“Keep blaming the dog” — latest podcast on health literacy
From Matt Jeffs:
In his third and final at-bat in this series, author / humorist / CEO provocateur Al Lewis hits one out of the park with the bases loaded. The Co-Founder and CEO of Quizzify, Al returns to remind us that employee health literacy can be delivered in delightfully humorous, trivia-style quizzes to simplify complex topics and help employees stay engaged in – and committed to – their own health and well-being.
This time, we cover:
- Why is health literacy so vitally important to employees?
- How reliable are some online health sources?
- What’s a good rule-of-thumb for health check-up frequency?
- Why is humor so crucial to retaining health information?
- Why is trivia so engaging when delivering health information?
- How is all this beneficial to employers?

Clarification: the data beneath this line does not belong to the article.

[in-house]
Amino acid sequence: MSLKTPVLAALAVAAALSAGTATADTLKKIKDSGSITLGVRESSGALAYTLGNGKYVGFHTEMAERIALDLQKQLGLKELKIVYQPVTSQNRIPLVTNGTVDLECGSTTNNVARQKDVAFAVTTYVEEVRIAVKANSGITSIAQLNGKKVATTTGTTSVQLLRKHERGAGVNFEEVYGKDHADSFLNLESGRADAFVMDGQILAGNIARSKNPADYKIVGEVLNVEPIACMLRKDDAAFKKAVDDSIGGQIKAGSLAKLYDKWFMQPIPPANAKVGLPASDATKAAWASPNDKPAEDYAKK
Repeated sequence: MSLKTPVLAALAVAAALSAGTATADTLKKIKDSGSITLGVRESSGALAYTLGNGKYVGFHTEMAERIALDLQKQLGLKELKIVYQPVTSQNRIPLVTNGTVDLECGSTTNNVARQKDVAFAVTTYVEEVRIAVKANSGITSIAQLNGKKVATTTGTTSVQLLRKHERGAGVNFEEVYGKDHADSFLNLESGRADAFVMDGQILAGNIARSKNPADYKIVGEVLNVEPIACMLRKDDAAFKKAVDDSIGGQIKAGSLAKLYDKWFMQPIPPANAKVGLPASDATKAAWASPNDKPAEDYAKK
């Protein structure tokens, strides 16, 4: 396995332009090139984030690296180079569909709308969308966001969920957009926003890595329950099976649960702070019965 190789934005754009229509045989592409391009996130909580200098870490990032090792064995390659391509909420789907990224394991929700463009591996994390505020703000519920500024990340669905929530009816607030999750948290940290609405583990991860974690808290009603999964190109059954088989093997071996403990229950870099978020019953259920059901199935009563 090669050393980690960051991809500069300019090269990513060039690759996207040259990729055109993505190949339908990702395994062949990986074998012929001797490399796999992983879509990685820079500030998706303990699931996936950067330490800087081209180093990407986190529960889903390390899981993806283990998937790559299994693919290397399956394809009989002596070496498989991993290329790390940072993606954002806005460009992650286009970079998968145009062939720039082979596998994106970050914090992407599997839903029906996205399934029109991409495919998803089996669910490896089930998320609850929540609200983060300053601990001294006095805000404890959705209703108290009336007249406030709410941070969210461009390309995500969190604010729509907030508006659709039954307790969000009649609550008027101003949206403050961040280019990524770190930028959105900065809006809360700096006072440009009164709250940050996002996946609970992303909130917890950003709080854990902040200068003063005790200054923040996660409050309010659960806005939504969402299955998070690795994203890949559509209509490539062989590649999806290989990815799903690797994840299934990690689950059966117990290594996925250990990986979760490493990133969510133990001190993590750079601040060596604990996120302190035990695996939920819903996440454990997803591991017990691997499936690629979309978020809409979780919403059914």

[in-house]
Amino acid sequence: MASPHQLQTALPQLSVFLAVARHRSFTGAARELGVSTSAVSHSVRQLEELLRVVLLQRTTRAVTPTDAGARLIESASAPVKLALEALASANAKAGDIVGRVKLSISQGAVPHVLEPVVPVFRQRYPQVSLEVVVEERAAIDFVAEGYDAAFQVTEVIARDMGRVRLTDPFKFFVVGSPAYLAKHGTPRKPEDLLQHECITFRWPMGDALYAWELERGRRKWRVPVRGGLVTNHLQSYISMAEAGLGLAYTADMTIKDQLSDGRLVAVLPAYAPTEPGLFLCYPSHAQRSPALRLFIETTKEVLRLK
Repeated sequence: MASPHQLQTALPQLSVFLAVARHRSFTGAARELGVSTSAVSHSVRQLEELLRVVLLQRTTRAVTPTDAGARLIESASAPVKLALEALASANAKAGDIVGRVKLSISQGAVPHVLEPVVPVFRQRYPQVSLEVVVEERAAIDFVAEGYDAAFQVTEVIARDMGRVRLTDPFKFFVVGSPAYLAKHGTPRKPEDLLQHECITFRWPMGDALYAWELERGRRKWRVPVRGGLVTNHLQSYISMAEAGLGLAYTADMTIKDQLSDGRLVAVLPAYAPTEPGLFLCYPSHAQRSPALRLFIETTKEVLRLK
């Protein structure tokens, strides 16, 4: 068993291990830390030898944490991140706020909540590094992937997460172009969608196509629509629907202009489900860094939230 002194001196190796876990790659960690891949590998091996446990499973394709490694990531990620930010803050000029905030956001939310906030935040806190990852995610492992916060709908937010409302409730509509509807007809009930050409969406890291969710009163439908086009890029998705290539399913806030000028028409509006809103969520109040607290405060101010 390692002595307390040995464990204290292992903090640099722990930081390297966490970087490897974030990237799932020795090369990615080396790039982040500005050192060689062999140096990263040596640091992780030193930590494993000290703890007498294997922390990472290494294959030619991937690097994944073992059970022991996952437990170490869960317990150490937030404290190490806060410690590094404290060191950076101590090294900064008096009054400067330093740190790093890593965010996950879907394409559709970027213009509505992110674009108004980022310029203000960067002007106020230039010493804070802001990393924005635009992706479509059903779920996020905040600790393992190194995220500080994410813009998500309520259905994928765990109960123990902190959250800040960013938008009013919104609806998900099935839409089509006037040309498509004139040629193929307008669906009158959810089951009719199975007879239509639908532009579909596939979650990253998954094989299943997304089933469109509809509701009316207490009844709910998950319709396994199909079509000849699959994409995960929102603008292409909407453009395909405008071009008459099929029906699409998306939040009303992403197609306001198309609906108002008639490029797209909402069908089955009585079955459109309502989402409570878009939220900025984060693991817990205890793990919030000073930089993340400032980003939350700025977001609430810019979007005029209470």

Tune in here https://lnkd.in/e-pusGw to learn even more from this funny, distinguished and principled healthcare thought-leader. You’ll find it engaging and inspirational. Listen. Learn more at https://www.quizzify.com/.
Enjoy. Subscribe. Click for notifications. Share with colleagues, friends and associates. And learn more about learning more at https://thebackschool.net/ .
PS Worth tuning in just to see where the title comes from. Believe it or not, an important health literacy topic.
You can sue me, but I won’t be settling.
Ok, I don’t usually use this blog to write about myself because other folks make much better copy. However, this is a great interview. I hope you have as much fun reading it as I did doing it.